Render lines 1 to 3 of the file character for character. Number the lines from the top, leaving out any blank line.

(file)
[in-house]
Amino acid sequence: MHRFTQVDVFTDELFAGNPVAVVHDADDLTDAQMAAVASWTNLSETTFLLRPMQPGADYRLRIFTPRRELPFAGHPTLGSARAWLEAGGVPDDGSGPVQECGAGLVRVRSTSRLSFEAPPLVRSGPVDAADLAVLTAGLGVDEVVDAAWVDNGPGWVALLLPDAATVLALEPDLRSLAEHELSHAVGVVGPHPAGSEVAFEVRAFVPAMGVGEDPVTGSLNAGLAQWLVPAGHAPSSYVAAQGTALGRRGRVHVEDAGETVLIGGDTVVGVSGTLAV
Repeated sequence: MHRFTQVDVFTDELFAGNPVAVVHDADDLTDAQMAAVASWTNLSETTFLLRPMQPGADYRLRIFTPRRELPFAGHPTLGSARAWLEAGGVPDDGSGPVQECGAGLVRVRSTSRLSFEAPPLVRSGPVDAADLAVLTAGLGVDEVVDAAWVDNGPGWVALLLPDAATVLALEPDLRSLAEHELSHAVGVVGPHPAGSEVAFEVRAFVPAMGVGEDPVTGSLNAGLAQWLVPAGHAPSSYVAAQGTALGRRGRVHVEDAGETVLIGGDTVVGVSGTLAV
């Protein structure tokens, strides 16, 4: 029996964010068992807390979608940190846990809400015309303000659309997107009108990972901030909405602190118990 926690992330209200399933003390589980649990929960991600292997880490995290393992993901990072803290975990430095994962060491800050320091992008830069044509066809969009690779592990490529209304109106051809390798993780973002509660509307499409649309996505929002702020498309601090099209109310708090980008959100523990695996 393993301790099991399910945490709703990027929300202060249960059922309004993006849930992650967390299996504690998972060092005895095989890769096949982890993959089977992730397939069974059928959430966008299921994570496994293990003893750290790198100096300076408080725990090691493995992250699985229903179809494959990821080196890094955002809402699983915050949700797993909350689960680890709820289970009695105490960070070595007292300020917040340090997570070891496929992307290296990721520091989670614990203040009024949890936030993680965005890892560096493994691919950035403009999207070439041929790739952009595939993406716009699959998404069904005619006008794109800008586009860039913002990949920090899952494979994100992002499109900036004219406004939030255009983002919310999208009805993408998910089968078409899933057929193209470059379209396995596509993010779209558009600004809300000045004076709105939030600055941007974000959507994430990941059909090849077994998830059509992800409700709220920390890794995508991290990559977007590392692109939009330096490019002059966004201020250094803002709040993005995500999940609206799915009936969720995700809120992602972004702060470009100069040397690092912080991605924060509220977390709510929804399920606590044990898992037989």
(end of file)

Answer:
[in-house]
Amino acid sequence: MHRFTQVDVFTDELFAGNPVAVVHDADDLTDAQMAAVASWTNLSETTFLLRPMQPGADYRLRIFTPRRELPFAGHPTLGSARAWLEAGGVPDDGSGPVQECGAGLVRVRSTSRLSFEAPPLVRSGPVDAADLAVLTAGLGVDEVVDAAWVDNGPGWVALLLPDAATVLALEPDLRSLAEHELSHAVGVVGPHPAGSEVAFEVRAFVPAMGVGEDPVTGSLNAGLAQWLVPAGHAPSSYVAAQGTALGRRGRVHVEDAGETVLIGGDTVVGVSGTLAV
Repeated sequence: MHRFTQVDVFTDELFAGNPVAVVHDADDLTDAQMAAVASWTNLSETTFLLRPMQPGADYRLRIFTPRRELPFAGHPTLGSARAWLEAGGVPDDGSGPVQECGAGLVRVRSTSRLSFEAPPLVRSGPVDAADLAVLTAGLGVDEVVDAAWVDNGPGWVALLLPDAATVLALEPDLRSLAEHELSHAVGVVGPHPAGSEVAFEVRAFVPAMGVGEDPVTGSLNAGLAQWLVPAGHAPSSYVAAQGTALGRRGRVHVEDAGETVLIGGDTVVGVSGTLAV